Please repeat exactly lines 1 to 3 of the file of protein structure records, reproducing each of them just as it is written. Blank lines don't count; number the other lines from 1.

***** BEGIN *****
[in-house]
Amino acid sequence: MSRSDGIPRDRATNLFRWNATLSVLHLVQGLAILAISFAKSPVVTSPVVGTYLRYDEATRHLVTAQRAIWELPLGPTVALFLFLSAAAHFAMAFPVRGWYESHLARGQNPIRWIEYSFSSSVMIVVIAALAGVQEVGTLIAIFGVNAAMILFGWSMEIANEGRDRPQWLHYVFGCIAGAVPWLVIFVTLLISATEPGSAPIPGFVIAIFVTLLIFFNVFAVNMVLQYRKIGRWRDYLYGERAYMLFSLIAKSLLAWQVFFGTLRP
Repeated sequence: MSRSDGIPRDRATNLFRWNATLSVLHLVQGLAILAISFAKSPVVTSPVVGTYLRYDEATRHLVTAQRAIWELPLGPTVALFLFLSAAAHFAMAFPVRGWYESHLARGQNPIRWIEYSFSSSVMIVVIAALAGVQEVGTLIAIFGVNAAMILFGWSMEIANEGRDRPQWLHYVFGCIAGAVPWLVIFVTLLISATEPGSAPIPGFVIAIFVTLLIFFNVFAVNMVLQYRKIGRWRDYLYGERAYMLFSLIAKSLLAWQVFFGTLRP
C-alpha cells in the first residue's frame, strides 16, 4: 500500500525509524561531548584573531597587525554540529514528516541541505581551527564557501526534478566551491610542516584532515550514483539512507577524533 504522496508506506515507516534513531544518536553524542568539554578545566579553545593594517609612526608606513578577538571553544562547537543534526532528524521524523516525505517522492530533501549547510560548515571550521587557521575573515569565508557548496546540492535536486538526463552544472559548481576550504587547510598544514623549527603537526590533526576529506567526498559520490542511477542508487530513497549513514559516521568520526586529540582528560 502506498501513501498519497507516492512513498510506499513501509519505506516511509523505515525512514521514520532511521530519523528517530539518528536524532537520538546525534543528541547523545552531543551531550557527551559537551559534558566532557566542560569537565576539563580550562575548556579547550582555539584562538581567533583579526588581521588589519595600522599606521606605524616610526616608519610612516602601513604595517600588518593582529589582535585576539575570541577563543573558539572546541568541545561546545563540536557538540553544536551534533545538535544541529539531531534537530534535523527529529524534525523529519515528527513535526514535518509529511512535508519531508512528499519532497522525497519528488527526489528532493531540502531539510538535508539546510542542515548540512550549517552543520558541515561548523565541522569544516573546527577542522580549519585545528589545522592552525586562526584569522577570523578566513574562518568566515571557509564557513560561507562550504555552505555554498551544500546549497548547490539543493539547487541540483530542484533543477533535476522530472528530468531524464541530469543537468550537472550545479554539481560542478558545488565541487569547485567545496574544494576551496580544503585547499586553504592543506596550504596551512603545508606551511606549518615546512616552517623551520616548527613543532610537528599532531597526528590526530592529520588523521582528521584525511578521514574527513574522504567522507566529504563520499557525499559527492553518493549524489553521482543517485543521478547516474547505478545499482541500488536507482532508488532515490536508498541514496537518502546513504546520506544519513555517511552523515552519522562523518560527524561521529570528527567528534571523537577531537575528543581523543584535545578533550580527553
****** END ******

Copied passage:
[in-house]
Amino acid sequence: MSRSDGIPRDRATNLFRWNATLSVLHLVQGLAILAISFAKSPVVTSPVVGTYLRYDEATRHLVTAQRAIWELPLGPTVALFLFLSAAAHFAMAFPVRGWYESHLARGQNPIRWIEYSFSSSVMIVVIAALAGVQEVGTLIAIFGVNAAMILFGWSMEIANEGRDRPQWLHYVFGCIAGAVPWLVIFVTLLISATEPGSAPIPGFVIAIFVTLLIFFNVFAVNMVLQYRKIGRWRDYLYGERAYMLFSLIAKSLLAWQVFFGTLRP
Repeated sequence: MSRSDGIPRDRATNLFRWNATLSVLHLVQGLAILAISFAKSPVVTSPVVGTYLRYDEATRHLVTAQRAIWELPLGPTVALFLFLSAAAHFAMAFPVRGWYESHLARGQNPIRWIEYSFSSSVMIVVIAALAGVQEVGTLIAIFGVNAAMILFGWSMEIANEGRDRPQWLHYVFGCIAGAVPWLVIFVTLLISATEPGSAPIPGFVIAIFVTLLIFFNVFAVNMVLQYRKIGRWRDYLYGERAYMLFSLIAKSLLAWQVFFGTLRP